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Hospitals prepare for influx as others weigh options


Hospitals are creating more spaces for patients as medical professionals prepare to deal with an influx of new customers, American Medical News reported.

Though most experts concur that additional outpatient medical offices will be needed as health care reform in implemented, there is disagreement about whether the majority of new spaces will be constructed or a significant amount will come from the conversion of existing buildings.

“Ambulatory care is more and more important,” said Melanie Robinson, director of business development with Mercy Health Partners. The medical provider recently opened a 37,000-square-foot outpatient facility with physician offices, imaging services and a sleep center in a former grocery store in Knoxville, Tenn.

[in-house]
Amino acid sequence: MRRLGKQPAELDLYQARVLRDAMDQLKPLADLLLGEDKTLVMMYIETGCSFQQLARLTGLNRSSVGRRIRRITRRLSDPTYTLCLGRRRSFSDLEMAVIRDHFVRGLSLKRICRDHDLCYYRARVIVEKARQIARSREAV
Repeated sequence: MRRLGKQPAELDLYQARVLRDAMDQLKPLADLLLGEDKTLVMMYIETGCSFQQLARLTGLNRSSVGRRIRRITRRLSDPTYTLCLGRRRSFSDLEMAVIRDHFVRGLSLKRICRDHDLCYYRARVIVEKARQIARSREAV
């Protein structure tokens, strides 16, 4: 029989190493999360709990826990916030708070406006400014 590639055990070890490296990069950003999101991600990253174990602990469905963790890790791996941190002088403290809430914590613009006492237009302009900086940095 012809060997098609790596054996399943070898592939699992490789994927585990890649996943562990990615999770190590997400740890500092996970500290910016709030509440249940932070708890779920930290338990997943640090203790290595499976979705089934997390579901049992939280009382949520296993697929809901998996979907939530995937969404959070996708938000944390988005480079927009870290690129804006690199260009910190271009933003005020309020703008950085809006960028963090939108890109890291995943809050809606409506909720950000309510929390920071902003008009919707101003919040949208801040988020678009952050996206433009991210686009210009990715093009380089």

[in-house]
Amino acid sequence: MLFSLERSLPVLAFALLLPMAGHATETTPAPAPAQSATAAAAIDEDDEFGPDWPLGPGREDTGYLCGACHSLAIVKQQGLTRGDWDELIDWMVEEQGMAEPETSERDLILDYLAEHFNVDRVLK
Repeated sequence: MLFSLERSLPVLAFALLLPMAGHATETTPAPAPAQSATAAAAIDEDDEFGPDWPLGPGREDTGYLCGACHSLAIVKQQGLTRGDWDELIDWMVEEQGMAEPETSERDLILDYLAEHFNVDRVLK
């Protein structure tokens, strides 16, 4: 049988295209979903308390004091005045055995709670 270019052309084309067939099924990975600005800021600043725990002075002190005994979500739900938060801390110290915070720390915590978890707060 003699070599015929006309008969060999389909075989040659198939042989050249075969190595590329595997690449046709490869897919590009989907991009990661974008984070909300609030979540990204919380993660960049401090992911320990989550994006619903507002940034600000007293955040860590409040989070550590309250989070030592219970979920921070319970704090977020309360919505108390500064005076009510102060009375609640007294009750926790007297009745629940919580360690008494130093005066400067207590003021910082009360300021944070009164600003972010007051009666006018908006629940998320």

“We want patients to feel like they are in a nice, safe and leading-edge medical environment, rather than in aisle three,” she said. “We are doing our research now to determine where we will build next.”

Some analysts said the retail outlets and commercial offices that were vacated during the recession could be converted into medical office space as the credit crunch eases and investors consider the relative stability of the commercial real estate industry’s medical office building sector.

But not all medical office users are moving at the same pace.

“Hospitals are moving forward with their plans to prepare for an increased demand for health care,” said Paul Heiserman, a senior associate with the health care services group at Colliers International in Columbus, Ohio. “Physicians have more of a watch-and-wait attitude and want to see exactly what happens. Small practices are being a little more conservative.”

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